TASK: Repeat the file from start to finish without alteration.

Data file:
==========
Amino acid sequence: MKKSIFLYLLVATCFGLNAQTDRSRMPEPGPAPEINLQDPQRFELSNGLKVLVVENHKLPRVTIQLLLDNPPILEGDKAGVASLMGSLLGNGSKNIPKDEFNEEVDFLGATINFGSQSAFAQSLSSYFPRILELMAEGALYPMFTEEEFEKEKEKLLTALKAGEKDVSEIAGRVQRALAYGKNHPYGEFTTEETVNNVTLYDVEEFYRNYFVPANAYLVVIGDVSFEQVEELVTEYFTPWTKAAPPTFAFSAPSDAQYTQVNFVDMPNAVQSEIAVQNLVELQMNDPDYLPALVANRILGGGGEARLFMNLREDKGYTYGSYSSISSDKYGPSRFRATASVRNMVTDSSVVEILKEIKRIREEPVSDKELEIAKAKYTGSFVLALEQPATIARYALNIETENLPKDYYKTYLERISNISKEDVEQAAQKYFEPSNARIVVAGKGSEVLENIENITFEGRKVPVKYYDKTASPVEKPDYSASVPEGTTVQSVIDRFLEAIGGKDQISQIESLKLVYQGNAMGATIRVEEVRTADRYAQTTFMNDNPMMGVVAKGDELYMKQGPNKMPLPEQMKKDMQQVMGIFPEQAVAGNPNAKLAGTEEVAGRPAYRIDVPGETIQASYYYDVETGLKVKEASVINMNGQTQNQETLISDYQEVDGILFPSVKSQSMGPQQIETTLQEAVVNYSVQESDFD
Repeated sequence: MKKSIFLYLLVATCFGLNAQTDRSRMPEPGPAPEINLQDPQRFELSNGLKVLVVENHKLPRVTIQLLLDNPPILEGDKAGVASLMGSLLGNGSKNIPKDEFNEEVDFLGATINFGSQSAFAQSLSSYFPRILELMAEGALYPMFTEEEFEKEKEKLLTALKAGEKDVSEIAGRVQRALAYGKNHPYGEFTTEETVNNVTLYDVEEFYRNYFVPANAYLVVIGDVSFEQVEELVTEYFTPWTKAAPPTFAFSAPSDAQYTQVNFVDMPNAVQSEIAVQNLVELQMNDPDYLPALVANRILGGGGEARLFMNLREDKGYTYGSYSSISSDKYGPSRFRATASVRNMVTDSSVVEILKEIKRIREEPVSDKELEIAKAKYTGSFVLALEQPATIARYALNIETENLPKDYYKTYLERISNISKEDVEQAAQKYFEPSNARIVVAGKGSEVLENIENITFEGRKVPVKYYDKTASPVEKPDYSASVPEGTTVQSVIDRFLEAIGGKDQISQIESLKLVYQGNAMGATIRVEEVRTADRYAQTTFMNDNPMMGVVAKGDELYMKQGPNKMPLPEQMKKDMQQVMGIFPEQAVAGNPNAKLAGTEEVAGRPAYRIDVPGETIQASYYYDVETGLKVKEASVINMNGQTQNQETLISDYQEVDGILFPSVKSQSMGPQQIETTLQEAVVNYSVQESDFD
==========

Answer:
Amino acid sequence: MKKSIFLYLLVATCFGLNAQTDRSRMPEPGPAPEINLQDPQRFELSNGLKVLVVENHKLPRVTIQLLLDNPPILEGDKAGVASLMGSLLGNGSKNIPKDEFNEEVDFLGATINFGSQSAFAQSLSSYFPRILELMAEGALYPMFTEEEFEKEKEKLLTALKAGEKDVSEIAGRVQRALAYGKNHPYGEFTTEETVNNVTLYDVEEFYRNYFVPANAYLVVIGDVSFEQVEELVTEYFTPWTKAAPPTFAFSAPSDAQYTQVNFVDMPNAVQSEIAVQNLVELQMNDPDYLPALVANRILGGGGEARLFMNLREDKGYTYGSYSSISSDKYGPSRFRATASVRNMVTDSSVVEILKEIKRIREEPVSDKELEIAKAKYTGSFVLALEQPATIARYALNIETENLPKDYYKTYLERISNISKEDVEQAAQKYFEPSNARIVVAGKGSEVLENIENITFEGRKVPVKYYDKTASPVEKPDYSASVPEGTTVQSVIDRFLEAIGGKDQISQIESLKLVYQGNAMGATIRVEEVRTADRYAQTTFMNDNPMMGVVAKGDELYMKQGPNKMPLPEQMKKDMQQVMGIFPEQAVAGNPNAKLAGTEEVAGRPAYRIDVPGETIQASYYYDVETGLKVKEASVINMNGQTQNQETLISDYQEVDGILFPSVKSQSMGPQQIETTLQEAVVNYSVQESDFD
Repeated sequence: MKKSIFLYLLVATCFGLNAQTDRSRMPEPGPAPEINLQDPQRFELSNGLKVLVVENHKLPRVTIQLLLDNPPILEGDKAGVASLMGSLLGNGSKNIPKDEFNEEVDFLGATINFGSQSAFAQSLSSYFPRILELMAEGALYPMFTEEEFEKEKEKLLTALKAGEKDVSEIAGRVQRALAYGKNHPYGEFTTEETVNNVTLYDVEEFYRNYFVPANAYLVVIGDVSFEQVEELVTEYFTPWTKAAPPTFAFSAPSDAQYTQVNFVDMPNAVQSEIAVQNLVELQMNDPDYLPALVANRILGGGGEARLFMNLREDKGYTYGSYSSISSDKYGPSRFRATASVRNMVTDSSVVEILKEIKRIREEPVSDKELEIAKAKYTGSFVLALEQPATIARYALNIETENLPKDYYKTYLERISNISKEDVEQAAQKYFEPSNARIVVAGKGSEVLENIENITFEGRKVPVKYYDKTASPVEKPDYSASVPEGTTVQSVIDRFLEAIGGKDQISQIESLKLVYQGNAMGATIRVEEVRTADRYAQTTFMNDNPMMGVVAKGDELYMKQGPNKMPLPEQMKKDMQQVMGIFPEQAVAGNPNAKLAGTEEVAGRPAYRIDVPGETIQASYYYDVETGLKVKEASVINMNGQTQNQETLISDYQEVDGILFPSVKSQSMGPQQIETTLQEAVVNYSVQESDFD